Think About This:

$10,000 invested in the S&P 500 at the begining of 2000 would have grown to $32,527 over 20 years — an average return of 6.07% per year. 


Missing the 'top' days can be costly

If the market were to rebound suddenly, missing even a few trading days could potentially reduce long-term returns. As illustrated in the following chart, this effect is compounded by missing any of the “top” days, where the market has its biggest gains in terms of performance. There were 5,036 trading days during the 20-year period from January 1, 2000 - December 31, 2019, yet missing only 10 of them would have reduced an investor’s return by 50%.

 

Chart of $10,000 investment with missing the best days of stock market returns

Source: Legg Mason. Past performance is no guarantee of future results. These charts and references are for illustrative purposes only and do not represent an actual investment or the performance of any specific investment. The S&P 500 Index is an unmanaged index of 500 stocks that is generally representative of the performance of larger companies in the U.S. An investor cannot invest directly in an index. Unmanaged index returns do not reflect any fees, expenses or sales charges. Dividends are subject to reinvestment.

 

The sobering lesson

Even though market returns may vary tremendously, rebounds can happen quickly and unexpectedly. Increased market volatility can also make market timing more challenging, since ups and downs may come closer together. History has shown that pulling money out of the market in down periods may reduce long-term returns, as markets have been up more often than not. In fact, average returns for the S&P 500 were positive 76% of the time in the period from 1937 to 2019.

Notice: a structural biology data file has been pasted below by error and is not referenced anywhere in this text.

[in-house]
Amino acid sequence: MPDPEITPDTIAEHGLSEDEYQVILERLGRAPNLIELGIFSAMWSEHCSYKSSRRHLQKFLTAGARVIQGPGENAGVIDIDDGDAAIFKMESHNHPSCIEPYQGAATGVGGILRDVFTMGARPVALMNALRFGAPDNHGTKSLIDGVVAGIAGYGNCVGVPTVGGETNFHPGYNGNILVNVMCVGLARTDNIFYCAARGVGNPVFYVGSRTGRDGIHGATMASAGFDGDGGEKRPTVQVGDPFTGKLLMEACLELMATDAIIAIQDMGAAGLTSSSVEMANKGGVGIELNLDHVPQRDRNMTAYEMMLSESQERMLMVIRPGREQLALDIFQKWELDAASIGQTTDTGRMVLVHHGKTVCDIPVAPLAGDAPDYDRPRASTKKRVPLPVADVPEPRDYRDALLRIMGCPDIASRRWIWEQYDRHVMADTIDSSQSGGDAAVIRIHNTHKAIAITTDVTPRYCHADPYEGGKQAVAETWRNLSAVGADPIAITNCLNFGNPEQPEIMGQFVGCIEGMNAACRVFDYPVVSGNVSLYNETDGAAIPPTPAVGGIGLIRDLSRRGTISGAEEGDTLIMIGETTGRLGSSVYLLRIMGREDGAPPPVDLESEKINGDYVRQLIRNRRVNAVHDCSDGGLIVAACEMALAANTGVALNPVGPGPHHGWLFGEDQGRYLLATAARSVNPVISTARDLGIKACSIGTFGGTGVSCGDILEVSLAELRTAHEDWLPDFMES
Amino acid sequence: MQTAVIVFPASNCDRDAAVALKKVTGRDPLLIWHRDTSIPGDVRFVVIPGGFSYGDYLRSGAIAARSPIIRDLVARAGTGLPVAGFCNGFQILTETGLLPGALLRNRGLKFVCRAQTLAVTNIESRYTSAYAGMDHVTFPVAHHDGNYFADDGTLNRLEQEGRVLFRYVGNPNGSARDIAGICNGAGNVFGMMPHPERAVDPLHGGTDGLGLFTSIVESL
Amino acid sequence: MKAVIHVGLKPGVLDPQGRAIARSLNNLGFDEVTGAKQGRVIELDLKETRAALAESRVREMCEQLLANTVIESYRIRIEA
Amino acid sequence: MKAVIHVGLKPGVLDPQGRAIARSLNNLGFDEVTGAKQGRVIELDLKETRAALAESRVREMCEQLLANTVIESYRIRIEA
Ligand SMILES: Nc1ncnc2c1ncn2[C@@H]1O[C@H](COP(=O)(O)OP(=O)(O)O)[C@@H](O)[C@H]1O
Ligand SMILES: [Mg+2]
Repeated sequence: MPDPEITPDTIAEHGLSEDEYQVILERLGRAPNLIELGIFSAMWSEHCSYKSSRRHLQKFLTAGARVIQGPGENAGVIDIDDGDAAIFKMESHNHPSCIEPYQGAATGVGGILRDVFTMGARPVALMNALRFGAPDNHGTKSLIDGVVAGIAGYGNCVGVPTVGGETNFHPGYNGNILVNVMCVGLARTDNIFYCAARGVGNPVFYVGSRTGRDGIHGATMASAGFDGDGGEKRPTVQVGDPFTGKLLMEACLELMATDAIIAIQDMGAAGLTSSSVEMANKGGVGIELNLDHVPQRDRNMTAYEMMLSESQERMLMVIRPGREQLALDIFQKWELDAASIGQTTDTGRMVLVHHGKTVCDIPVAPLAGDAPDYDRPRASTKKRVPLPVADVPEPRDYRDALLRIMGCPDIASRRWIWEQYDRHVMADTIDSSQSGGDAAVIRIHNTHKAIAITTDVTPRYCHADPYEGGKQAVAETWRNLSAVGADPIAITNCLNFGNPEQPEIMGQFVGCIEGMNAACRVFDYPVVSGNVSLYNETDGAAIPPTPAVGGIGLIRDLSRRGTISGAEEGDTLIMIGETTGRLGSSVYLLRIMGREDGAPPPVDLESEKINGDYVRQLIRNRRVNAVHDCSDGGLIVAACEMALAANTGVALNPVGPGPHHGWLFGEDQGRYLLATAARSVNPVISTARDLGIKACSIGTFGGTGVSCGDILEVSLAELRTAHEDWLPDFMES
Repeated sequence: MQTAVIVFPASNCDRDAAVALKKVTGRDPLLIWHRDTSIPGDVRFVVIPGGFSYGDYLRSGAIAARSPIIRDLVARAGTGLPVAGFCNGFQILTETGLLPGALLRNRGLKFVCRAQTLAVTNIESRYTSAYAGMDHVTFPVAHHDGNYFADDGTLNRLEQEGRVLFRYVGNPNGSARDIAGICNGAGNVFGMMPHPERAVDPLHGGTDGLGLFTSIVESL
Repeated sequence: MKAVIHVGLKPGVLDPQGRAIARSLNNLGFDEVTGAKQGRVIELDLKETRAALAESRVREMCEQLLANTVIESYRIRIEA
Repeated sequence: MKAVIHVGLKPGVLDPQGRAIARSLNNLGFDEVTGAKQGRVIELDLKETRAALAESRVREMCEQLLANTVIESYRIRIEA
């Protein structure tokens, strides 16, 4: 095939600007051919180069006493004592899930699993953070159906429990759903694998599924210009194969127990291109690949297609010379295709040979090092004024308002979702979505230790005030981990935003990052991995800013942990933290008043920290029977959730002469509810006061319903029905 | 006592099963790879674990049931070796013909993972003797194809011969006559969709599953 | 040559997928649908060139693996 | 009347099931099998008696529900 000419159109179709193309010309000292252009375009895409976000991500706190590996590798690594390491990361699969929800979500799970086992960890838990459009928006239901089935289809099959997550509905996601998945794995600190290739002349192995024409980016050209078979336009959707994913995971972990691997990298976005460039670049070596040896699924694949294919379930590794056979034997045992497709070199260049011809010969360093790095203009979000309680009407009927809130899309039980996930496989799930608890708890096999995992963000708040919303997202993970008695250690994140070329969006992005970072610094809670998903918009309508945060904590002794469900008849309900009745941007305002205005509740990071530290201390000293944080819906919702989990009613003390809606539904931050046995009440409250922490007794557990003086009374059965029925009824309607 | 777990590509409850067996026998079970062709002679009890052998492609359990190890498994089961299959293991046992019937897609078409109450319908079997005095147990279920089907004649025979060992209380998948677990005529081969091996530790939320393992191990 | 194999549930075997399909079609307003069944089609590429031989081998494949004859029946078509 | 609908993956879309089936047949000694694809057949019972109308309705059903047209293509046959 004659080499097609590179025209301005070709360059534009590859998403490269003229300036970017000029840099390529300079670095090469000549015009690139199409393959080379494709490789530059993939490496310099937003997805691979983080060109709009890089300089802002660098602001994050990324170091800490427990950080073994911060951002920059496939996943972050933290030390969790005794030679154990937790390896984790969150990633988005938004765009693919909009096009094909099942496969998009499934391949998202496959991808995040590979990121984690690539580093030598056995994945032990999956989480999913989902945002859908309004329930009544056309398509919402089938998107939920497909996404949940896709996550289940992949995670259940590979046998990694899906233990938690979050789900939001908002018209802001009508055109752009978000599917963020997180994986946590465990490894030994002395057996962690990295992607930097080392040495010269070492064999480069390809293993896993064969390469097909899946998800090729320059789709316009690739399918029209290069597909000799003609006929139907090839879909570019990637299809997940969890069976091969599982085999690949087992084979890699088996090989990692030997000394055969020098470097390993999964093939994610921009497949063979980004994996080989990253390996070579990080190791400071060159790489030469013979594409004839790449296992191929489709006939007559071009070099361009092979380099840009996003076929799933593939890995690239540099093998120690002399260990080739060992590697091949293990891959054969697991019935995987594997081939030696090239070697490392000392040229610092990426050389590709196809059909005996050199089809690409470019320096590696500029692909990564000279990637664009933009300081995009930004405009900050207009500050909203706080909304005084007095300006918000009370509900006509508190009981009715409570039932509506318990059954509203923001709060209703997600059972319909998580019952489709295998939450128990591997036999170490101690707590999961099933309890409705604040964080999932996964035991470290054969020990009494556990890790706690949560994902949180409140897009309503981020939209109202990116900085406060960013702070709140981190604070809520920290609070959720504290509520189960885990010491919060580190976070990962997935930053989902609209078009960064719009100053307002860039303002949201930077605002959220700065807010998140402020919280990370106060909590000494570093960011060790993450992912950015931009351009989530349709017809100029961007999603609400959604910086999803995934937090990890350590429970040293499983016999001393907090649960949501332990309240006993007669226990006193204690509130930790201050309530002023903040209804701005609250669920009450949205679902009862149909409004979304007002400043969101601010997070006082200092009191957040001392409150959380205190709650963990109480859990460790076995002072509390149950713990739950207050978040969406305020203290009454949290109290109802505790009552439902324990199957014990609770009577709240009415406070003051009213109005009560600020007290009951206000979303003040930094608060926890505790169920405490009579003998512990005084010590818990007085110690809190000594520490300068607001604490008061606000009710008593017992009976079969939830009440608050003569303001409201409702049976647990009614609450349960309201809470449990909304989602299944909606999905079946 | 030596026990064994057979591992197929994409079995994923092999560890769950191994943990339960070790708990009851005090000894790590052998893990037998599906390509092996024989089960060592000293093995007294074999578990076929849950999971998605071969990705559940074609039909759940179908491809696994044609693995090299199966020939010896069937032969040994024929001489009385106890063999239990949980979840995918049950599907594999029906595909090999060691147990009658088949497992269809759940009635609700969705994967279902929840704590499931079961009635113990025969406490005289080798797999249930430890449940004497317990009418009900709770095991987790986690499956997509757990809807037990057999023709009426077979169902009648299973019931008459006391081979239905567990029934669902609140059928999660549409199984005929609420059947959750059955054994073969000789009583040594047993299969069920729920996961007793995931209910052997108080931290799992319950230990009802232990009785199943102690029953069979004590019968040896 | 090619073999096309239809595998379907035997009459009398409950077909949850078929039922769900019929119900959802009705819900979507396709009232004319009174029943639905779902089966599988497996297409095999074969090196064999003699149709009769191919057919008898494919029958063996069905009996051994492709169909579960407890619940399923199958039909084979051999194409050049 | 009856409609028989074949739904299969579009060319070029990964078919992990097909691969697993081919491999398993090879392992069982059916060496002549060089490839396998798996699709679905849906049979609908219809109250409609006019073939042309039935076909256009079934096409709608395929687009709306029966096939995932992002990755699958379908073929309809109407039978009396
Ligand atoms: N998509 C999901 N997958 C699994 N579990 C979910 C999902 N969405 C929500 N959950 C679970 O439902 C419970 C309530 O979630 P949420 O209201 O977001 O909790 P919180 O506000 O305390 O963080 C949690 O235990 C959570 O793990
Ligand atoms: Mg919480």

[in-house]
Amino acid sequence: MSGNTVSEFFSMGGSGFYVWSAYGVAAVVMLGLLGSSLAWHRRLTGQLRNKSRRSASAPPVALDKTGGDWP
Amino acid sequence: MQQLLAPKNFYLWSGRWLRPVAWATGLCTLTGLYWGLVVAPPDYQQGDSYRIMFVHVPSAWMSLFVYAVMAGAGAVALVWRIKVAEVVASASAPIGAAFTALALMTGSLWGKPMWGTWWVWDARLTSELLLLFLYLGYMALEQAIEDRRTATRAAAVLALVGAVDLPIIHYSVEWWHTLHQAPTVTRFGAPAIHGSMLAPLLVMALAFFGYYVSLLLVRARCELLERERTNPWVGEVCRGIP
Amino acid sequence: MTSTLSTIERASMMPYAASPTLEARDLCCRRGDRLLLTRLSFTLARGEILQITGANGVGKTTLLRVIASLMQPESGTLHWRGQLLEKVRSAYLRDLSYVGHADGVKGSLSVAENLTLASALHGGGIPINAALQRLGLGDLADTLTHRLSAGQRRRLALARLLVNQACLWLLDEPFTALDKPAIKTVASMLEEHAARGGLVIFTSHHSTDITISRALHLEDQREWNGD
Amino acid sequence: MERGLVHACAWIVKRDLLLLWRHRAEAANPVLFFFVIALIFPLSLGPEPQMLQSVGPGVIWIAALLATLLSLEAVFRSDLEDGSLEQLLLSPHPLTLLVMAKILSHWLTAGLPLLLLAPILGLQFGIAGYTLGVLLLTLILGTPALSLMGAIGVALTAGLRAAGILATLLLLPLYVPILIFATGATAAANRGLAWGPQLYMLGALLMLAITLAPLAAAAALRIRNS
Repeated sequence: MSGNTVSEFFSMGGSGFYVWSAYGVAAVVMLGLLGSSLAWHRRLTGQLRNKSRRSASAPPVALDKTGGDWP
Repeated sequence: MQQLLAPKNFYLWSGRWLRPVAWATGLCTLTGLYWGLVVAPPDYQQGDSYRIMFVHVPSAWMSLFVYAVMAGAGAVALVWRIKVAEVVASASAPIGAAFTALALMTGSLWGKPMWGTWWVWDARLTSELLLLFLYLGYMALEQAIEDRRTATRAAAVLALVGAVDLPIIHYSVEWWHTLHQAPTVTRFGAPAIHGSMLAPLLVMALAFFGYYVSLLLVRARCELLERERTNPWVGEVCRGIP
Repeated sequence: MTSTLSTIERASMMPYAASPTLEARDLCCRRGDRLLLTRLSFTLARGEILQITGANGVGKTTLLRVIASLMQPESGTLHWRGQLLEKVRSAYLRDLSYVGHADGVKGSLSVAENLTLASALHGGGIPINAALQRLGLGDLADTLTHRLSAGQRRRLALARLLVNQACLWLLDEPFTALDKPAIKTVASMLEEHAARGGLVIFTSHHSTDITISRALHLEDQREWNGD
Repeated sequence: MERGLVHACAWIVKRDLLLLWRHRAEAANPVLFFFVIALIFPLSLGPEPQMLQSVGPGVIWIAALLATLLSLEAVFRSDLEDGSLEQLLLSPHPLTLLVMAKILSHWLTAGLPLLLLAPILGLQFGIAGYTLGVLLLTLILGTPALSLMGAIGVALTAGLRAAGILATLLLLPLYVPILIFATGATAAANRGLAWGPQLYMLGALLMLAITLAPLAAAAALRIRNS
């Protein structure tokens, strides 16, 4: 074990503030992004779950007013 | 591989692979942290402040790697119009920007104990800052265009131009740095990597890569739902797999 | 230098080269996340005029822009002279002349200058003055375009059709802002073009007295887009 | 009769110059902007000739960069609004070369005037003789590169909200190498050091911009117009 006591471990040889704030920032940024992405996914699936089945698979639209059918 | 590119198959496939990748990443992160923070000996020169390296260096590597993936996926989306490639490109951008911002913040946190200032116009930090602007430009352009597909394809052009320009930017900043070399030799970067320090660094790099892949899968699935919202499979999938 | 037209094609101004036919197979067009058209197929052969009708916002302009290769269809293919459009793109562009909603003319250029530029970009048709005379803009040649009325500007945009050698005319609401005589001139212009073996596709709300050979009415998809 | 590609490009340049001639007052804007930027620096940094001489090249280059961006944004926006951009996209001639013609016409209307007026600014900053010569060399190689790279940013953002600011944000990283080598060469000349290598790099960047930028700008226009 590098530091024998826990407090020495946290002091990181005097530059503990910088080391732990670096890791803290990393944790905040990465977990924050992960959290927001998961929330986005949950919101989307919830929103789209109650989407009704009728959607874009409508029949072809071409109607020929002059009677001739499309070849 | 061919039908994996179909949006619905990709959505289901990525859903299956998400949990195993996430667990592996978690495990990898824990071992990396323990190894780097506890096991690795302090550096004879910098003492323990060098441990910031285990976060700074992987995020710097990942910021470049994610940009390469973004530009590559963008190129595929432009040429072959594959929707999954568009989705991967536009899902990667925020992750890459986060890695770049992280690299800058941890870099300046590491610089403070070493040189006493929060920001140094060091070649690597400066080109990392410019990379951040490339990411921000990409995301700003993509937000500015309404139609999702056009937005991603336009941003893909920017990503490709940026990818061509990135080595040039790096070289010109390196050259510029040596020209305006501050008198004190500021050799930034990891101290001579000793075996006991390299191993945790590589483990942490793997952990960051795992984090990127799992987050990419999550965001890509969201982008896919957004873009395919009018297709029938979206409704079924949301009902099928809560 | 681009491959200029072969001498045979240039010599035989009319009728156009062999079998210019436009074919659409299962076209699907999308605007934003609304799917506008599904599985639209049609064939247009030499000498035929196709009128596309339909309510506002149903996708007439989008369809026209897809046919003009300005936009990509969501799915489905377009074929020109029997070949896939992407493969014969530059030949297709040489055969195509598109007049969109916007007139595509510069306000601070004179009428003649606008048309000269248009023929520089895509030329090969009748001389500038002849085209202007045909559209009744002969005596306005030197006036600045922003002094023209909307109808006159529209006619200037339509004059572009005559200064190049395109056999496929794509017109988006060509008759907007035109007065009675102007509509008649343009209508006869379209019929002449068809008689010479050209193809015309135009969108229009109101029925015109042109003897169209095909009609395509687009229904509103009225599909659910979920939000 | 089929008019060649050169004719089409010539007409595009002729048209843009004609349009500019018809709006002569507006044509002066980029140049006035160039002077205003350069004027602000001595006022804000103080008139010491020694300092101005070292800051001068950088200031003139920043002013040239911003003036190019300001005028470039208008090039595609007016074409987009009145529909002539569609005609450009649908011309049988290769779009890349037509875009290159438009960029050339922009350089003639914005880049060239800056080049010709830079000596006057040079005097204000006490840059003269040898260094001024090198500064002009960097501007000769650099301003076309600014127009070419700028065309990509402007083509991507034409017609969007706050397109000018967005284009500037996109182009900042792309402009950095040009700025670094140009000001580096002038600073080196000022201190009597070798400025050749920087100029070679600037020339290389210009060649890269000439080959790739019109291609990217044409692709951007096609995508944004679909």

Positive versus negative annual returns for the S&P 500 (1937 – 2019)
 

Missing Out on Market Gains - Cost of Missing out on the ten best days of the stock market


Source: Legg Mason. Returns prior to 1957 are representative of the S&P 90 Index, a value-weighted index based on 90 stocks. Performance shown reflects the effects of dividend reinvestment. This chart is for illustrative purposes only and does not represent actual performance, past or future, of any investment. Past performance is no guarantee of future results. The S&P 500 Index (S&P 500) is an unmanaged index of 500 stocks that is generally representative of the performance of larger companies in the U.S. Performance does not reflect the impact of fees and expenses. Investors cannot invest directly in an index. Unmanaged index returns do not reflect any fees, expenses or sales charges.

Finding Opportunity Amid Chaos:
Strategies for Uncertain Times 

Wild swings in stock and bond prices have tested the resolve of investors. But market volatility can generate moments of great opportunity. 


 


Your financial professional can help you develop a long-term investment plan with a balance of strategies that addresses your need for portfolio growth, income, capital preservation and risk management.

 

 

All investments involve risk, including possible loss of principal. Past performance is no guarantee of future results. Indexes are unmanaged, and not available for direct investment. Index returns do not include fees or sales charges.

Equity investments generally provide an opportunity for more capital appreciation than fixed income investments, but they are subject to greater market fluctuations.

Diversification does not assure a profit or protect against market loss.

Any information, statement or opinion set forth herein is general in nature, is not directed to or based on the financial situation or needs of any particular investor, and does not constitute, and should not be construed as, investment advice, forecast of future events, a guarantee of future results, or a recommendation with respect to any particular security or investment strategy or type of retirement account. Investors seeking financial advice regarding the appropriateness of investing in any securities or investment strategies should consult their financial professional.